Meat and Wool’s Mike Petersen firmly rejects the idea that wool is a dying industry. “It’s still only just behind the wine industry. There are huge opportunities out there. We don’t need to reinvent wool as a fibre, we just need much better marketing and much better stories.” Petersen says the key is to get returns right for farmers. “The way we take wool to market is the issue.”

After growers dumped the levy, Agriculture Minister David Carter set up a taskforce which recommended a new marketing strategy for the industry. Last month, Carter appointed former Treasury secretary Murray Horn to try to unite the troubled sector. Carter also dismisses charges that wool is in terminal decline and acknowledges the need to assist research and development funding. He says AgResearch’s decision and the feared loss of industry expertise adds urgency to Horn’s work and he expects rapid progress.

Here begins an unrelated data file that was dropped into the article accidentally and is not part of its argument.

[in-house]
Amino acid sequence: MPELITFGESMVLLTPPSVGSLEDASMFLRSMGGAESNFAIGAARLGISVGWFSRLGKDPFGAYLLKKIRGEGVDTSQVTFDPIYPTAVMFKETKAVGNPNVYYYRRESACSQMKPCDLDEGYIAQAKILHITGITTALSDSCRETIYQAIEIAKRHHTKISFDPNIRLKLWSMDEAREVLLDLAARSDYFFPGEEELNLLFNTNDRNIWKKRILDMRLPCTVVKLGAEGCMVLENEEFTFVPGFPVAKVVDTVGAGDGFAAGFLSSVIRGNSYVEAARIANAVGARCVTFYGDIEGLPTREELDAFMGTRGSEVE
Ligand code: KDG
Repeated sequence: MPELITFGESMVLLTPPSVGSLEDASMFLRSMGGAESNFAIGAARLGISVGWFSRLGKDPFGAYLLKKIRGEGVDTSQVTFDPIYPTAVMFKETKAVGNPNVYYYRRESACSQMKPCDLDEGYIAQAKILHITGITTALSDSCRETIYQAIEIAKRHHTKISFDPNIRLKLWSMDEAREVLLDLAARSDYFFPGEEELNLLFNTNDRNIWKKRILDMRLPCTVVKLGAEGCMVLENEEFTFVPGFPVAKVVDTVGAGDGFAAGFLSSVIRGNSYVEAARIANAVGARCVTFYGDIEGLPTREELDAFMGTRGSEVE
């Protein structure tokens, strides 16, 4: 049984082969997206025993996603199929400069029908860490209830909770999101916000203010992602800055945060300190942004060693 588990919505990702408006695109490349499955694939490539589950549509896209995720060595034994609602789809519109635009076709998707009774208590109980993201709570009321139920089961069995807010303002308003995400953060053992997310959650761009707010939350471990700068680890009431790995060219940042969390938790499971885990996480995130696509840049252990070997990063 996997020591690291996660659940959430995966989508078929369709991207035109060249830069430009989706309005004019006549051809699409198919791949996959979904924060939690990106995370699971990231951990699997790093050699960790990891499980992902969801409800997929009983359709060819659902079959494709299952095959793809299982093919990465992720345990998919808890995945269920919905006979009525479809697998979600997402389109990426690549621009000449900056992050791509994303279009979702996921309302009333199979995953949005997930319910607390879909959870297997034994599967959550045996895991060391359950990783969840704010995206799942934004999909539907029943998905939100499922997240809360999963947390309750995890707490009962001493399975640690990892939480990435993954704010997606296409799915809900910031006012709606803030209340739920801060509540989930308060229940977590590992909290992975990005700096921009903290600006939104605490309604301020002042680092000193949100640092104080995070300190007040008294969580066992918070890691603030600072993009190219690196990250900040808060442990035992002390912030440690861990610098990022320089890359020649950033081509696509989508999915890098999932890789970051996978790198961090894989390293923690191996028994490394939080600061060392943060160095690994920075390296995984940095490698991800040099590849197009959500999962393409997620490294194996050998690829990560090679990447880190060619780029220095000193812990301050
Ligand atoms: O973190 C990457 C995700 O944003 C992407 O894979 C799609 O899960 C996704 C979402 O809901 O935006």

“I’m confident within a few months we will have some results which we can take back to farmers and show it is not a sunset industry. “We’ve got to get farmers again believing in their product then consider what research is required. “I think it won’t be long before we can make some announcements.”

Woolgrowers might claim they’ve heard it all before.


  • Sheep numbers have fallen from around 70 million in 1982/83 to 32.4 million last year.
  • Wool export returns have fallen from $1.24 billion in 1995/96 to $777 million last year.
  • Sheep farmers’ earnings from wool fell from around 40 per cent of farm income in the mid-1980s to 10 per cent last year.
  • Wool auction prices have fallen in real terms from $5.38/kg in 1990/91 to $3.29/kg last year.


Geoff Cumming writing in the WEEKEND HERALD, April 24, 2010